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Mr. Cohen : I am grateful to the Minister for giving way. The kind of appeals tribunal to which the Minister refers would be absolutely worthless. In the case to which he referred the girl would be deported. The Minister would not interfere with the immigration officer's decision. She could appeal only in the country from which she came. The procedure that the Minister wants to include in the Bill would be useless.
Mr. Renton : The hon. Gentleman's Pavlovian reaction to my remark was exactly the one that I had expected. The appeals tribunal's function is to review Home Office decisions. It is no longer the duty of Ministers to interfere with those decisions. That change has been widely welcomed by a large majority of hon. Members.
I do not intend to elaborate on the rules that might support the appeals tribunal. If my hon. Friend the Member for Derby, North cares to write to me about it, should the matter progress further, we could then look carefully together at the rules.
I share the general approval, expressed in the Chamber and in Committee, of the good-humoured manner in
Column 590which the hon. Member for Clydebank and Milngavie has approached this difficult subject. His good humour seemed to be in danger of cracking for a few minutes this morning, but he quickly re- established his normal equilibrium. I wholly understand and sympathise with the concern that has been expressed about the excesses of the national press, particularly the tabloid press. There is worry about doorstepping, intrusion into people's private lives, persistent trick questioning, the taking of secret photographs and the harassment of ordinary people, especially at times of distress when they are least able to cope. The hon. Member for Clydebank and Milngavie said that lots of people were sick about the way in which the press behave. I agree. However, despite the deliberations in Committee, the Bill is still fundamentally flawed.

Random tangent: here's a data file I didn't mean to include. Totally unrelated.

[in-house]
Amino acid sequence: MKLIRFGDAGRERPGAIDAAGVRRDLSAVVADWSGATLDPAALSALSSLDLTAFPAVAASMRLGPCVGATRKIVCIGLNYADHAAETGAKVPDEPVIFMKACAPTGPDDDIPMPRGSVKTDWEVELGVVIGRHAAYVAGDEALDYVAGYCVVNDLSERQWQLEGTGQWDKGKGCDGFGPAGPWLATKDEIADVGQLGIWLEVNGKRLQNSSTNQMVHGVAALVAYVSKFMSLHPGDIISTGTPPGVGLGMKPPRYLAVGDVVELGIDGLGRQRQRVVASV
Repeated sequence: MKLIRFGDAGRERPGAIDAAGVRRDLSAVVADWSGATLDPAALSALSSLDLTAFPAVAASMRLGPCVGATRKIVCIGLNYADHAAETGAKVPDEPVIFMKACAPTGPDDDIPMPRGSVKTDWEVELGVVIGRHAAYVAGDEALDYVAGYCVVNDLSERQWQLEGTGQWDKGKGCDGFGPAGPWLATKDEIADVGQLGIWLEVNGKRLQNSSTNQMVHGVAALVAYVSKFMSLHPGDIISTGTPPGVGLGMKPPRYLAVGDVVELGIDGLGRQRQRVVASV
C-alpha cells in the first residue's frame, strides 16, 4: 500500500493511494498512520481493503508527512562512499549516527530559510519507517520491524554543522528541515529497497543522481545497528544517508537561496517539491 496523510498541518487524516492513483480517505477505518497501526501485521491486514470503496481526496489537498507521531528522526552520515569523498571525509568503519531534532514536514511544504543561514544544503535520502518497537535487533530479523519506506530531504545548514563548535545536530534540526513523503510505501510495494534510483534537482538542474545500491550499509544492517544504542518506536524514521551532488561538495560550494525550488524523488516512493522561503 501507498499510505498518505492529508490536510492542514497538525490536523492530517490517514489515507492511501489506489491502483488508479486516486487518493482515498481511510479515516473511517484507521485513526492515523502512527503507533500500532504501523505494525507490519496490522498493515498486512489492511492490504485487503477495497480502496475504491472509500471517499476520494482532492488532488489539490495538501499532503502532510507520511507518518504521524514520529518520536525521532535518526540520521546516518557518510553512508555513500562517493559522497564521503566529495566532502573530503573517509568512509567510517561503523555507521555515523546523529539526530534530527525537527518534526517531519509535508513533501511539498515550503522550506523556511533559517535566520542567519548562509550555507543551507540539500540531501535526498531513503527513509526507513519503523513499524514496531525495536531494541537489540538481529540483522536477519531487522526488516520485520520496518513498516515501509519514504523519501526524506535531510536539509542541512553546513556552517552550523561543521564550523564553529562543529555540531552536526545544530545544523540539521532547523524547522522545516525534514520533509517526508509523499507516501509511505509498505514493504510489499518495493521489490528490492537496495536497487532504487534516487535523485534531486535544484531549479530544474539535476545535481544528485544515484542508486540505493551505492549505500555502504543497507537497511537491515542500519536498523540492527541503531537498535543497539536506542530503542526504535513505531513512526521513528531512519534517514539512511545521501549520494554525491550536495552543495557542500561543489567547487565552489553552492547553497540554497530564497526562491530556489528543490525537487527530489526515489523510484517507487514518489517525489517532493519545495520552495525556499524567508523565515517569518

The hon. Member for Clydebank and Milngavie praised the new chairman of the Press Council, Mr. Louis Blom-Cooper. I remind him of the first paragraph of an article in The Times today that was written by Mr. Blom-Cooper. It says :
"The nuts and bolts of the Right of Reply Bill have been widely demonstrated to be utterly impracticable The proposed legislation is also fundamentally flawed, however, in seeking for the first time to regulate the content of a newspaper by law."
There is no point in the hon. Gentleman praying in aid the chairman of the Press Council as a supporter of the Bill. He is not. He regards the Bill as fundamentally flawed. Even the National Union of Journalists believes that it is flawed. [Interruption.] What a pity that the hon. Member for Hackney, South and Shoreditch (Mr. Sedgemore), who is a member of the National Union of Journalists and who was here earlier, has left the Chamber. The hon. Member for Cunninghame, North (Mr. Wilson) should know that the NUJ has said that it is determined to regain membership of the Press Council as part and parcel of that more effective structure that Mr. Blom-Cooper is trying to organise. I should have thought that Opposition Members would welcome that development.
The NUJ considers that the Bill is flawed. It may believe in a statutory right of reply but it has made it abundantly plain that it does not consider that this Bill is the right vehicle for it.